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Written by Timothy Sexton
Director Michael Powell wrote in his autobiography that he made two stipulations before deciding to tackle collaborator Emeric Pressburger’s script for The Red Shoes. The second stipulation was that the actual twenty-minute long screen performance of the title ballet would have to be a completely original take on the Hans Christian Andersen tale. The first stipulation was that the character of ballerina Vicky Page would be played not by an actress with a dancer doubling for her in the ballet scenes, but by an actual prima ballerina. That stipulation was more than met with the casting of Moira Shearer who also happened to fortunately fulfill one of Powell’s unspoken stipulations for just about every movie he ever directed in color: that a major female character be a redhead. Redheads populate Michael Powell’s movies the way that blondes populate Hitchcock’s movies and that flaming red mane only serves to intensity the focus on Shearer who proved in her very first film appearance that she was just as talent an actress as she was a prima ballerina. A point she would prove to arguably an even greater extent a dozen years later in Powell’s controversial Peeping Tom.
Anton Walbrook’s career traces back to a time before it made any logical sense to make an attempt at adapting a ballet for the screen: he started out in the days of silent film. One can well imagine Lermontov capable of making a name for himself in those days with his striking angular appearance and intense stare, but he was an actor made for the talkies. Boris Lermontov is loosely based on renowned ballet impresario Sergei Diaghilev who—like any impresario worth the name—put on a demand for perfection and love of the art on his dancers to the point that outsiders would mistake for sheer sadism. Lermontov would play Waldo Lydecker in a TV version of the film Laura in 1962 and it does not even take enjoying the rare opportunity to see that performance to realize that he would have lifted the original theatrical version to an even greater degree of brilliance than it already achieves. Shearer is breathtaking, but Anton Walbrook's Lermontov is the centerpiece of The Red Shoes. The manner in which Walbrook reveals Lermontov’s cruelty with merely an expression confirms he would have been a powerhouse silent film star. The extraordinary ability to keep that expression while speaking his dialogue in a way that reveals the layer of masochism beneath Lermontov’s sadism is simply the definition of great film acting.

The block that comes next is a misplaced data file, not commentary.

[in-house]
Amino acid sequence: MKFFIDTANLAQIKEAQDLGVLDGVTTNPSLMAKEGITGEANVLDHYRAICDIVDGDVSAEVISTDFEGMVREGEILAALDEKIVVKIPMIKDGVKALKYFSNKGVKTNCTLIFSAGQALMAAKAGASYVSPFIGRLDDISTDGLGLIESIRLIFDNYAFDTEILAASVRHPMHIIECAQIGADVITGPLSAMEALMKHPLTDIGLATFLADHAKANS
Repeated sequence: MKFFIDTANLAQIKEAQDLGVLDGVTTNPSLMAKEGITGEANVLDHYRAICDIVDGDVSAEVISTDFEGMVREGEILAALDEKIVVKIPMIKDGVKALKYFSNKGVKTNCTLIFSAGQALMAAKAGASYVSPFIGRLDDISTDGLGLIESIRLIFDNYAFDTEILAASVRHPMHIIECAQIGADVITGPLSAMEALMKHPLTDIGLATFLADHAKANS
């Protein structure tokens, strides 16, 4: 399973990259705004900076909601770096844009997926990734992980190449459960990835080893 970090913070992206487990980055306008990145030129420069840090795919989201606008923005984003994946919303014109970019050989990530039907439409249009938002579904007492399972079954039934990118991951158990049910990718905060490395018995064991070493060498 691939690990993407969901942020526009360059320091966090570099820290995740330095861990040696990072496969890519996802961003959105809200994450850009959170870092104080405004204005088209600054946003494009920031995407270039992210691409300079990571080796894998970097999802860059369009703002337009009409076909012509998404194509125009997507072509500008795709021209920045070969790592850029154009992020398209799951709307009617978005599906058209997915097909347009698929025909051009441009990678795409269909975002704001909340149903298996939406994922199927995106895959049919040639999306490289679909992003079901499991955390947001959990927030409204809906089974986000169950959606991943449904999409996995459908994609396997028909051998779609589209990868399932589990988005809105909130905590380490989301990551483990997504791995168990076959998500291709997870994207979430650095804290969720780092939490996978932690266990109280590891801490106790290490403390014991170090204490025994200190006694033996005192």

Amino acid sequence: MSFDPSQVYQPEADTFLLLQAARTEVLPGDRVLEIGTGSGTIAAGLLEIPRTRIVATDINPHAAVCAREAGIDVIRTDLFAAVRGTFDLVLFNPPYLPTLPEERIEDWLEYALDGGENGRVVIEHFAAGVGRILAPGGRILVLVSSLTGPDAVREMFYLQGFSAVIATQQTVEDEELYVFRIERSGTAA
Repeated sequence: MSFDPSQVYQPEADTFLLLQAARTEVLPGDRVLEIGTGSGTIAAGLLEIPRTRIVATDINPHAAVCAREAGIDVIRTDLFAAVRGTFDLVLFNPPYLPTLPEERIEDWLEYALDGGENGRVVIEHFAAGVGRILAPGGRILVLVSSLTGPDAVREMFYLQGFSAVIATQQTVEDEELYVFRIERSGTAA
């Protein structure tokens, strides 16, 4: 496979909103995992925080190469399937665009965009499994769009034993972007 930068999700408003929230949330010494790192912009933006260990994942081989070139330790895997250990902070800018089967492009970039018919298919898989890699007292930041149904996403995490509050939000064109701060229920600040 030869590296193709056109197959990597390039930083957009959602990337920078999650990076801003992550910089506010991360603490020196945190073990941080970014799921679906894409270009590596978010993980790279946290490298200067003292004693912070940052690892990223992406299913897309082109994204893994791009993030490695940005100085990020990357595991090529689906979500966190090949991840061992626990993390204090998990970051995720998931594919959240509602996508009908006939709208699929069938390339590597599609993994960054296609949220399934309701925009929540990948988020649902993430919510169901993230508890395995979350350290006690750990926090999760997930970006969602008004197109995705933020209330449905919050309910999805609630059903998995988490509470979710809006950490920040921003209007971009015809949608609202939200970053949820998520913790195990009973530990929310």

One way of viewing The Red Shoes is a simple love triangle asking Vicky to choose between the struggling young composer Julian and Lermontov. Of course, taking that prosaic perspective puts the viewer on a collision course with disappointment. Much, much more is going on here than a simple love triangle and, if anything, The Red Shoes is more a bizarre love quadrangle. The weak link here, it must be said, is Goring. He simply doesn’t have the acting chops to allow anyone to take Julian as a serious challenger to either Lermontov or ballet when it comes to winning Vicky’s heart. Nor does he has the charisma of Shearer and the result is an inevitable sense of Julian disappearing into the background of every scene he’s in. Perhaps the fault lies not entirely with Goring, but it is supremely difficult to determine whether Julian really is as soporific as Goring play. In the end, of course, it doesn’t matter that Goring can’t keep up with his co-stars, because he really never had a shot anyway.
The only reason that Vicky becomes the focus of the Lermontov’s overpowering drive for perfection is because he has just lost his current diva to marriage. Get that: Irina Boronskaja opts out of ballet under the tutelage of the great Lermontov because she chose the other man in her life. So, when viewed with more depth, it becomes clear that the weakness of Goring’s performance is really not a huge lapse. Lermontov is not the type to lose two prima ballerinas to another man in a row. As for Tcherina, she fulfilled Powell’s stipulation of casting a dancer but never had a real shot at the role of Vicky because her dark sultriness would have been just totally wrong for the redheaded passion of Irina’s replacement.
Massine’s appearance as Lermontov’s choreographer ties The Red Shoes directly to Lermontov’s primary inspiration, Diaghilev. How? Because Diaghilev's foremost choreographer of the Ballet Russe was for a time none other than Léonide Massine
The actual ballet in The Red Shoes choreographed not by Massine, however, but Robert Helpmann who plays Vicky’s male counterpart. (Massine did choreograph his own part in the ballet, however.) Just like in real life, Helpmann’s male ballet dancer takes a notable back seat to the prima ballerina, but the actor would definitely take a legendary place in the annals of Hollywood. Interestingly enough, the role that would forever define Helpmann on screen on his way to becoming nightmare fuel for a generation of kids was as the sinister and macabre Child Catcher in the movie version of Ian Fleming’s children’s book Chitty Chitty Bang Bang. Worth nothing is that the most memorable character from that film does not appear in Fleming’s book.
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